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Home :: Archive :: 1999 :: February ::
Re: Antonios; Gilligan; Nietzsche; Bona Bard
The Shakespeare Conference: SHK 10.0204  Sunday, 7 February 1999.

[1]     From:   Stephanie Hughes <
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        Date:   Friday, 05 Feb 1999 12:38:12 +0000
        Subj:   Re: SHK 10.0195 Re: Antonios

[2]     From:   Gerry Morgan <
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        Date:   Friday, 05 Feb 1999 08:58:52 +0000
        Subj:   Re: Gilligan

[3]     From:   Sean Lawrence <
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        Date:   Friday, 05 Feb 1999 16:29:43 -0800
        Subj:   Re: SHK 10.0183 Nietzsche's Critique of Hamlet: A Query

[4]     From:   Stephanie Hughes <
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        Date:   Sat, 06 Feb 1999 22:56:48 +0000
        Subj:   Re: SHK 10.0181 Bona Bard


[1]-----------------------------------------------------------------
From:           Stephanie Hughes <
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Date:           Friday, 05 Feb 1999 12:38:12 +0000
Subject: 10.0195 Re: Antonios
Comment:        Re: SHK 10.0195 Re: Antonios

If
>>we give him a long career, it is no surprise that he used a scene more
>>than once. These repeat scenes may tell us that the plays in which this
>>kind of repetition occurs were not current with each other.
>
>An easier solution than saying that he recycled ideas from earlier plays
>of his own would be to say that he often reused ideas by other
>playwrights.

Easier only if you are able to accept that the most imaginative and
creative of all writers would, not merely adapt to his purposes, but
take word for word, lock, stock and barrel, from the works commonly
regarded as his sources. This simply makes no sense.

  After all, the first reference to him is as "an upstart
> Crow, beautified with our feathers" (on-line at
> http://daphne.palomar.edu/shakespeare/timeline/crow.htm )

As John Dover Wilson and Dolly Wraight and others have shown, to my
satisfaction, the "upstart crowe" was the actor/manager Edward Alleyn,
an attribution that makes sense in terms of the timing, tone and text of
Greene's Groatsworth. There is no evidence whatsoever that William
Shakespeare was involved in the theatre scene of 1592. It is not good
scholarship to use a single highly-ambiguous term as fact when there are
no other facts to support it.

Stephanie Hughes

[2]-------------------------------------------------------------
From:           Gerry Morgan <
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Date:           Friday, 05 Feb 1999 08:58:52 +0000
Subject:        Re: Gilligan

In addition to the Hecuba reference, there's a marginal cross-dressing
theme with Miss Mary-Anne as Laertes; Ginger as Ophelia nagging
Gilligan's Hamlet to be less moody ("Hamlet, dear, your problem is
clear/Avenging thy father's death/You seek to harm your uncle and
mom/but you're scaring me to death!"); an amusing "To be or not to be"
sung by Gilligan (yes, this music is from Carmen); and a rousing, upbeat
musical finale with Claudius & Gertrude (Mr. & Mrs. Howell), Hamlet,
Ophelia, Polonius (Skipper), and Laertes (none of whom survived the
play) singing lyrics from Polonius' "To thine own self be true" speech
to Laertes.  An altogether amusing, clever parody from a rather dumb,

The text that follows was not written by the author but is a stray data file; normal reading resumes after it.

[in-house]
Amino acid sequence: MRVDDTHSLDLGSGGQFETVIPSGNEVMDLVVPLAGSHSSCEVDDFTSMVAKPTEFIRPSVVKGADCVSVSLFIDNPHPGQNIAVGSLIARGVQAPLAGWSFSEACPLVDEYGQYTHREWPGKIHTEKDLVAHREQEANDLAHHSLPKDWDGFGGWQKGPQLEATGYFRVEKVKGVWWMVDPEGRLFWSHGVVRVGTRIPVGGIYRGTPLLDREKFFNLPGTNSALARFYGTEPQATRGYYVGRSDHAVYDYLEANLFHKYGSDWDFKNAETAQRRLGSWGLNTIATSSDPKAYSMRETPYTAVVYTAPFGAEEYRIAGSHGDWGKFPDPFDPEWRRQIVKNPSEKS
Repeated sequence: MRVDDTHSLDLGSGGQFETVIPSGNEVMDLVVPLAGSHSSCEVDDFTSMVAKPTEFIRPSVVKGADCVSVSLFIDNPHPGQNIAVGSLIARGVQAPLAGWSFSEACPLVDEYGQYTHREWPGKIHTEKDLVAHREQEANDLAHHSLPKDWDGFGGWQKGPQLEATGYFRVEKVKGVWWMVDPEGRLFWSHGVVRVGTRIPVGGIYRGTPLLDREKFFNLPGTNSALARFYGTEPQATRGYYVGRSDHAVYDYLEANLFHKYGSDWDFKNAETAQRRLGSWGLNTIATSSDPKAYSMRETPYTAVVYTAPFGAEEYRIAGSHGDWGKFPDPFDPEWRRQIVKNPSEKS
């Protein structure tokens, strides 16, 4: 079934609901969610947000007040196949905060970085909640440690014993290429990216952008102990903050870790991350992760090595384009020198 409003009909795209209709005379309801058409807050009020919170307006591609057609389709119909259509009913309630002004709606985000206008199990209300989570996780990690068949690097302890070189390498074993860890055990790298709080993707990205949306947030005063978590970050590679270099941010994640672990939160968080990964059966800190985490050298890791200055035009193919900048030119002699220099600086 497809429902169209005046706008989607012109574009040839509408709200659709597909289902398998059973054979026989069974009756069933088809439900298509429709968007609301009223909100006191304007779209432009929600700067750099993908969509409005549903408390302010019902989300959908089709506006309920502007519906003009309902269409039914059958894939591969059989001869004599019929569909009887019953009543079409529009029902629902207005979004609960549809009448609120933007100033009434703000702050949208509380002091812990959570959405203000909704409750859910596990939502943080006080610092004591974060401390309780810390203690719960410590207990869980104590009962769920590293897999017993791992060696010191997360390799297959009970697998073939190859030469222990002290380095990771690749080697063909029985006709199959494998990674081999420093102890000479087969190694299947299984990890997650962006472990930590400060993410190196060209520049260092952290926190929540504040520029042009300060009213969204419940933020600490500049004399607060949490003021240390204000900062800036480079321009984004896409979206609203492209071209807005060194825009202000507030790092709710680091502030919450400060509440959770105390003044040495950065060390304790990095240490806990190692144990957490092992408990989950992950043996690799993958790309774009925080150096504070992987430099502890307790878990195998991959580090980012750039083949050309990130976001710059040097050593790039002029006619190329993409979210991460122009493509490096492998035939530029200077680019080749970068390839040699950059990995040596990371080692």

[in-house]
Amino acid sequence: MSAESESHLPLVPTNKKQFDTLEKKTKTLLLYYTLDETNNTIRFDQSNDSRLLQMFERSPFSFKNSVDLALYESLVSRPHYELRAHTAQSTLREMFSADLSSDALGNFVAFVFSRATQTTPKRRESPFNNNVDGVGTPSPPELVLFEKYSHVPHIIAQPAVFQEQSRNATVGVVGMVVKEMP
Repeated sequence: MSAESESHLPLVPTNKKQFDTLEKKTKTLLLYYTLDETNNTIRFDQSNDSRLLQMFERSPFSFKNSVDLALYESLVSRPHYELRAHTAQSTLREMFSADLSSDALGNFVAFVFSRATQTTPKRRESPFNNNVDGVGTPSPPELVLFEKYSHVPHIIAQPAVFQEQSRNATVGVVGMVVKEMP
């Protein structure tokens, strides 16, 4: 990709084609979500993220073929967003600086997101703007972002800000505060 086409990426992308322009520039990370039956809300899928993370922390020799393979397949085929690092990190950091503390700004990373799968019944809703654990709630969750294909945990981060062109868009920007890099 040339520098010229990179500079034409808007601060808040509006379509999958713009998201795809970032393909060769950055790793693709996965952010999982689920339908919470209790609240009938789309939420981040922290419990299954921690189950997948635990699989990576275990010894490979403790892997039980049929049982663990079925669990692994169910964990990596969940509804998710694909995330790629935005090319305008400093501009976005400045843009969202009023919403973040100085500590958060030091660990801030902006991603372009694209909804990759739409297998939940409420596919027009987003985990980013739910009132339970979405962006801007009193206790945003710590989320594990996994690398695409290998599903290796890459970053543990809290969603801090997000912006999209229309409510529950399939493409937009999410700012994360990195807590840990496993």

pedestrian television series.

That I remember so much of the episode is partly the result of a paper I
wrote as an undergraduate in 1989-90 discussing comic parodies of
Hamlet, including Gilligan; an episode of Monty Python's Flying Circus
in which Terry Jones plays Hamlet in therapy, frustrated with constant
questions about his relationship with his mother; and the Ernst Lubitsch
film "To Be or Not to Be," with Jack Benny as an actor in WWII Poland
whose famous routine is "Highlights from Hamlet."  Perhaps it's time to
pull out those old notebooks...

>But just to give GILLIGAN all the time it merits, the episode in
>question guest-starred the ultimately obnoxious Phil Silvers as famed
>producer Harold Hecuba, and the musical adaptation of HAMLET featured
>music, if I can remember correctly, from CARMEN.  I don't know why I
>remember this stuff.  I just do.  I coulda been in pool halls, I
>suppose.

[3]-------------------------------------------------------------
From:           Sean Lawrence <
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Date:           Friday, 05 Feb 1999 16:29:43 -0800
Subject: 10.0183 Nietzsche's Critique of Hamlet: A Query
Comment:        Re: SHK 10.0183 Nietzsche's Critique of Hamlet: A Query

>N. says that Hamlet has "once looked truly into the essence of things"
>and the resulting nausea has rendered him unable of committing any
>action. In his own words "an insight into the horrible truth outweighs
>any motive for action".

I think this comes in Hamlet's so-called "loss of innocence" before the
play begins.  His first words alone-O that this too, too solid flesh
would felt [quoting from memory]--seem to echo the wisdom of sylvan god,
Silenus, that the best thing for man is not to be.  The world seems
meaningless and perverse to Hamlet, at it does to the Dionysian man
returning to the everyday world from his revels.  Hamlet has come to
this state of mind, moreover, before whatever learning process is traced
in the first two acts.

I don't think Hamlet is returning from Dionysian raptures, though the
result is much the same:  he's had an insight into the (nihilistic)
essence of things.  In the Kaufmann translation, which I'm quoting just
because it's on my shelf, "the Dionysian man resembles Hamlet."  It's
only a metaphor.  Hamlet isn't himself a Dionysian man.

It's cheering to see someone applying philosophy to literary texts.
Good luck with it.

Ciao,
Se

 

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